Understanding How Managers Balance the Paradoxical Nature of Occupational Safety Through a Practice-driven Institutional Lens

Katharina N. Jeschke*

*Corresponding author af dette arbejde

Publikation: Bidrag til tidsskriftTidsskriftartikelForskningpeer review

5 Downloads (Pure)


There is an increasing interest in integrating occupational safety into contemporary organizations’ management systems for the continual prevention of work-related injury, ill-health, and death. However, we know little about the micro-processes of managerial safety practices, particularly in understanding how organizational members enact competing organizational goals in their everyday work activities. This paper examines the mundane day-to-day practices by which construction site and project managers balance seemingly paradoxical demands in their everyday work. Using a combination of observational, interview and documentary data collected from three Danish construction projects, this study shows how institutional complexity (logics of professionalism, production, and regulation) affects managers’ safety-related thinking, motivation, and practice, and how managers beneficially bridge multiple institutional logics through: 1) Silent acknowledgment, 2) A collaborative relational network, and 3) Dynamic decision-making. The paper contributes to the literature on safety management by outlining how managers on the ground balance safety paradoxes and, thus, transcend either-or understandings of safety. These insights are highly relevant as they show concrete ways in which managers attend to competing demands simultaneously and how safety can be integrated into managerial safety practices.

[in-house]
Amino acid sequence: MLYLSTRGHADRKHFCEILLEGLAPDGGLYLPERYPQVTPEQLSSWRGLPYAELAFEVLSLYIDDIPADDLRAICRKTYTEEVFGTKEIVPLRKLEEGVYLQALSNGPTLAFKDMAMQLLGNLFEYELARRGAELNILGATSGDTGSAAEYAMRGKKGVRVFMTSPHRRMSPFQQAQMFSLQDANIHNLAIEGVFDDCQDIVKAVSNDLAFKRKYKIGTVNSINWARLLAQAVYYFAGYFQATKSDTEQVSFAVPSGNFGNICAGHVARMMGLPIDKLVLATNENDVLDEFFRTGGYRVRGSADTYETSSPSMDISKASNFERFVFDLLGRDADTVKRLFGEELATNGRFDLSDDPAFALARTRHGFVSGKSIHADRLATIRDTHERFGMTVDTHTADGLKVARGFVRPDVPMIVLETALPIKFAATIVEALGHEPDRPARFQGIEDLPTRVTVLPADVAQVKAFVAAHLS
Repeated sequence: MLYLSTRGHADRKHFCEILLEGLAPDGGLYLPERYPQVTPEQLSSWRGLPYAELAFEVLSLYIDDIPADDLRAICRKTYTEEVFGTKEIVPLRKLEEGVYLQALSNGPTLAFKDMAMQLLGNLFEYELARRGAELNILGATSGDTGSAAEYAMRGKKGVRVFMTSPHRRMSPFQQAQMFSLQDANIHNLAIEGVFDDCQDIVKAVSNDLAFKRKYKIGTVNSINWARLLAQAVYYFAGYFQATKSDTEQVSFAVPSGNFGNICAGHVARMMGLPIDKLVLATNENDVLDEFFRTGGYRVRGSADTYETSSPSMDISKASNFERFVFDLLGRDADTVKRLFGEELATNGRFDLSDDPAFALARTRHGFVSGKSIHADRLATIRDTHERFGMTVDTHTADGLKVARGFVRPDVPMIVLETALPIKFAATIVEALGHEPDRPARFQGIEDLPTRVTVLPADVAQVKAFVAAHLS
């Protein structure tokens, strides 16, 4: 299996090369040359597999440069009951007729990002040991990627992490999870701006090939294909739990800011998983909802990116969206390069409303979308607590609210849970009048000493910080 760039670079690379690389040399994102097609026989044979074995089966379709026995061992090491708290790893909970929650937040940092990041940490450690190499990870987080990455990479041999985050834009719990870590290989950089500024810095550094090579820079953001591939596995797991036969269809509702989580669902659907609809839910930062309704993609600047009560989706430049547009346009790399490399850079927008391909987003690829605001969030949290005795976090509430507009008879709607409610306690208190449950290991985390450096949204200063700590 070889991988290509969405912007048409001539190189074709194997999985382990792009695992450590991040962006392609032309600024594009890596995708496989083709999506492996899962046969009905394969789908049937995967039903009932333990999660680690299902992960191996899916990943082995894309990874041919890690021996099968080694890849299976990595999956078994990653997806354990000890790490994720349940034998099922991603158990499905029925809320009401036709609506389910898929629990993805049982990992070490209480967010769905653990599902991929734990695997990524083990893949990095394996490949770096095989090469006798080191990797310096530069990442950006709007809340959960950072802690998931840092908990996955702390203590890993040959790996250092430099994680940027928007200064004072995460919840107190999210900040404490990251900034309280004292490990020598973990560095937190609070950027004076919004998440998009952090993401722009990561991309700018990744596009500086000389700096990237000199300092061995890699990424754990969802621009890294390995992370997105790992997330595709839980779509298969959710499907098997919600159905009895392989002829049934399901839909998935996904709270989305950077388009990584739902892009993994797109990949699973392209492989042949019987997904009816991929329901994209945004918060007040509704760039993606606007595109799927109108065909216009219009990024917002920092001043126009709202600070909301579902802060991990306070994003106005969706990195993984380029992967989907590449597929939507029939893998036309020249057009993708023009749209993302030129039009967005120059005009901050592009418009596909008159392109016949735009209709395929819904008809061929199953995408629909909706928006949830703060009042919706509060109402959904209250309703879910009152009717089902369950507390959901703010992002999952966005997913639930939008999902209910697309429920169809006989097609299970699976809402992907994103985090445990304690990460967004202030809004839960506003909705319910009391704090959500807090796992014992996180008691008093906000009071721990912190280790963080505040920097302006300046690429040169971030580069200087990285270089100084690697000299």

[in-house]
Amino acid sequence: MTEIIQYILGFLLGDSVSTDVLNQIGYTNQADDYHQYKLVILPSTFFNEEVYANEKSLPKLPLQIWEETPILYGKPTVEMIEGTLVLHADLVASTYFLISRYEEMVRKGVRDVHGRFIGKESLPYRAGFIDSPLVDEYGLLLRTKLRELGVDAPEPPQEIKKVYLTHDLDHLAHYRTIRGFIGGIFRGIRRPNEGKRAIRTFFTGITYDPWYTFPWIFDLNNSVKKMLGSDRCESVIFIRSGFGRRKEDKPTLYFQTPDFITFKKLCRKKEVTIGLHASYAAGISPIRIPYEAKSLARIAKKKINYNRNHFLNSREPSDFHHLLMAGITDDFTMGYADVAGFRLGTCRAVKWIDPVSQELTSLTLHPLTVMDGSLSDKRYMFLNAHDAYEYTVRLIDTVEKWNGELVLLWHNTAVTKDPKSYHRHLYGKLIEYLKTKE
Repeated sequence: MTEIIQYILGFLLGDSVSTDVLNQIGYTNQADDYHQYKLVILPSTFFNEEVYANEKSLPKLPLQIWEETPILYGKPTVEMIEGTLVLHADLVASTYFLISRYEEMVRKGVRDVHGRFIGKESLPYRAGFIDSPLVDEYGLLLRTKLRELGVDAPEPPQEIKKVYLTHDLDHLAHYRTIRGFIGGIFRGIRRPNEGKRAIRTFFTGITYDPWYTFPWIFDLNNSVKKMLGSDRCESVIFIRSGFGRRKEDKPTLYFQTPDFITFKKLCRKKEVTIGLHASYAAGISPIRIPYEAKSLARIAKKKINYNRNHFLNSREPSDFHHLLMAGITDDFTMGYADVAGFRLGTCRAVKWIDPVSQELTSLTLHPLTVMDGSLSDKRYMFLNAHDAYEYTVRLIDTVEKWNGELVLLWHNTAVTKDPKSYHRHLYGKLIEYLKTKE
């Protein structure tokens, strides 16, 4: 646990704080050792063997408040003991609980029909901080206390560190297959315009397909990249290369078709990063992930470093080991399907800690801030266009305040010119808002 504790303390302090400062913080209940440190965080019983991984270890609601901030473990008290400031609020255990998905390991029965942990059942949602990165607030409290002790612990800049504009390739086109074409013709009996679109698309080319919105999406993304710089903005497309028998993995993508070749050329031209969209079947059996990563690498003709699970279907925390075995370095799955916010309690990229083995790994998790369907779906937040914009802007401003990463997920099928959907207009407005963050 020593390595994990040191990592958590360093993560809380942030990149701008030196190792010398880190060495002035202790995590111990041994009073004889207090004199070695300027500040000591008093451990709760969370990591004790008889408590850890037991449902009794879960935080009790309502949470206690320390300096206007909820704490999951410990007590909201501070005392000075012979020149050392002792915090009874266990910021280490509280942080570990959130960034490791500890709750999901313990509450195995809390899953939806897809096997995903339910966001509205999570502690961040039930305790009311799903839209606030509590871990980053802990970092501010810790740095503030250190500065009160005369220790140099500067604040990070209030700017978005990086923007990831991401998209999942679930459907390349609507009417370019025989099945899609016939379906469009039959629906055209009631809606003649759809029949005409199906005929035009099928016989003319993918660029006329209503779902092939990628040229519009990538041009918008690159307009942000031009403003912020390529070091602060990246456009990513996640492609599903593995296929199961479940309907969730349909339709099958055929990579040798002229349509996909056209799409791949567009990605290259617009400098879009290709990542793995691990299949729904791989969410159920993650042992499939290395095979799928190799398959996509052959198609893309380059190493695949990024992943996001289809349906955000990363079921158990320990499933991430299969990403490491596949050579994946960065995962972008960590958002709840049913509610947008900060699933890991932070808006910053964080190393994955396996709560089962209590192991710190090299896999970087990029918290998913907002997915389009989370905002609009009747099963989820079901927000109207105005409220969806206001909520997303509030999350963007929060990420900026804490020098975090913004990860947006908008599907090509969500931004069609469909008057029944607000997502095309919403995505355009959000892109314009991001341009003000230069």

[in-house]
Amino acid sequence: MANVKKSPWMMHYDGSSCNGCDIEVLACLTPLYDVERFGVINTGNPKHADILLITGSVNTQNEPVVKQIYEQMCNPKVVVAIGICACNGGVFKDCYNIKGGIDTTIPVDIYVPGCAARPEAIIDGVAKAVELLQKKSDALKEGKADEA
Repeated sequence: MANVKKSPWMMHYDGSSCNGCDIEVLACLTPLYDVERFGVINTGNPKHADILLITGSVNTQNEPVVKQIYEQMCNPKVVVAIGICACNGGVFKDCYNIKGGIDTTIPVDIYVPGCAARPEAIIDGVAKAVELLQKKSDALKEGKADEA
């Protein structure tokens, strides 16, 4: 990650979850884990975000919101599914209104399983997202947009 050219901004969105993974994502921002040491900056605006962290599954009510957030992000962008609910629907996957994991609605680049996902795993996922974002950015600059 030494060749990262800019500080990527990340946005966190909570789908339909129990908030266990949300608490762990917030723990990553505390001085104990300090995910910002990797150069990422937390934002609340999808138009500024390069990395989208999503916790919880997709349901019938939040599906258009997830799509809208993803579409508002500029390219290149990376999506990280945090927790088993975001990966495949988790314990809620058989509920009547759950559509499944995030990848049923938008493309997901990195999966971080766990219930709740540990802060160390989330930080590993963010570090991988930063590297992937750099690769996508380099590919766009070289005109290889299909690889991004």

TidsskriftSafety Science
Antal sider14
StatusUdgivet - mar. 2022

Bibliografisk note

Published online: 9 December 2021.


  • Safety paradox
  • Institutional logics
  • Complexity
  • Safety practice
  • Ethnography
  • Construction industry